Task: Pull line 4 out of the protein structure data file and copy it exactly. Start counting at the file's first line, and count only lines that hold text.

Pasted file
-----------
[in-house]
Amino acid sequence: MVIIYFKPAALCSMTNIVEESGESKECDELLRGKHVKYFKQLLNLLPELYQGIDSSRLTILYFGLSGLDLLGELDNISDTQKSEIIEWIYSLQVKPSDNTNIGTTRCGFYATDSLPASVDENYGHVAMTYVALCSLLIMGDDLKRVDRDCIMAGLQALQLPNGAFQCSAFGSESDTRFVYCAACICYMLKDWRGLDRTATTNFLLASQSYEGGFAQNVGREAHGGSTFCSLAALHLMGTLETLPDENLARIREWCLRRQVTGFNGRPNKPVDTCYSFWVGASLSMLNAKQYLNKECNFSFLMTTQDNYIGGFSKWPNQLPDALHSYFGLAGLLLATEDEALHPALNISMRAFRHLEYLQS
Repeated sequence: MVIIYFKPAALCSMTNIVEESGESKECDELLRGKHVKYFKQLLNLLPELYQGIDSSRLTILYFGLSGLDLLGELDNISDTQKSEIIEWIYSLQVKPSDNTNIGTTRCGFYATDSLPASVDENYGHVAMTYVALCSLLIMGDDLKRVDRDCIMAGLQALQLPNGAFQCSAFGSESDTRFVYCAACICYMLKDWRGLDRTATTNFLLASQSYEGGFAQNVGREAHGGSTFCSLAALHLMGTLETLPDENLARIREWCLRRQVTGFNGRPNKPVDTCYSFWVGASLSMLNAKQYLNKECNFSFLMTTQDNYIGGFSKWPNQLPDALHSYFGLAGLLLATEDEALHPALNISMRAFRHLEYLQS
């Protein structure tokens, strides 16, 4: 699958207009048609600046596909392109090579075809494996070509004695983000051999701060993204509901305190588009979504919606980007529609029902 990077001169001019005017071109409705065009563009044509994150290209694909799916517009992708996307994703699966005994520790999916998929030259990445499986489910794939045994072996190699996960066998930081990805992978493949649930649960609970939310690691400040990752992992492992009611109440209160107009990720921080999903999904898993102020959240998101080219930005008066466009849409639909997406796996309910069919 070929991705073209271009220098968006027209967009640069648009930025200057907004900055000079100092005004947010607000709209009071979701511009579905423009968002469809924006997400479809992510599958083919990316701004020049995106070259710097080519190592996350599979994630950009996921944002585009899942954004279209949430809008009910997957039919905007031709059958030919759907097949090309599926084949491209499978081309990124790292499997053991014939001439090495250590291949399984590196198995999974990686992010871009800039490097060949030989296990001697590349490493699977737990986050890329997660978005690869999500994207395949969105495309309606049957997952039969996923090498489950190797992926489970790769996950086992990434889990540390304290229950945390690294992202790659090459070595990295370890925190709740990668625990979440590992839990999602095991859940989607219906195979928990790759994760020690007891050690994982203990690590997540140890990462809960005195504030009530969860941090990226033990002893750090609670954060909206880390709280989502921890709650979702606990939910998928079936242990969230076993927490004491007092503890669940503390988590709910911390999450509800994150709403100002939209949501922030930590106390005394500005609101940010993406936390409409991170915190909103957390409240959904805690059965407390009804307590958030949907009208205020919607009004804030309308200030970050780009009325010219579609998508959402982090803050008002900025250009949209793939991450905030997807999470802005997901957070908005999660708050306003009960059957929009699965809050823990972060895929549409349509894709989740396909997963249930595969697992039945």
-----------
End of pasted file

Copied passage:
């Protein structure tokens, strides 16, 4: 699958207009048609600046596909392109090579075809494996070509004695983000051999701060993204509901305190588009979504919606980007529609029902 990077001169001019005017071109409705065009563009044509994150290209694909799916517009992708996307994703699966005994520790999916998929030259990445499986489910794939045994072996190699996960066998930081990805992978493949649930649960609970939310690691400040990752992992492992009611109440209160107009990720921080999903999904898993102020959240998101080219930005008066466009849409639909997406796996309910069919 070929991705073209271009220098968006027209967009640069648009930025200057907004900055000079100092005004947010607000709209009071979701511009579905423009968002469809924006997400479809992510599958083919990316701004020049995106070259710097080519190592996350599979994630950009996921944002585009899942954004279209949430809008009910997957039919905007031709059958030919759907097949090309599926084949491209499978081309990124790292499997053991014939001439090495250590291949399984590196198995999974990686992010871009800039490097060949030989296990001697590349490493699977737990986050890329997660978005690869999500994207395949969105495309309606049957997952039969996923090498489950190797992926489970790769996950086992990434889990540390304290229950945390690294992202790659090459070595990295370890925190709740990668625990979440590992839990999602095991859940989607219906195979928990790759994760020690007891050690994982203990690590997540140890990462809960005195504030009530969860941090990226033990002893750090609670954060909206880390709280989502921890709650979702606990939910998928079936242990969230076993927490004491007092503890669940503390988590709910911390999450509800994150709403100002939209949501922030930590106390005394500005609101940010993406936390409409991170915190909103957390409240959904805690059965407390009804307590958030949907009208205020919607009004804030309308200030970050780009009325010219579609998508959402982090803050008002900025250009949209793939991450905030997807999470802005997901957070908005999660708050306003009960059957929009699965809050823990972060895929549409349509894709989740396909997963249930595969697992039945």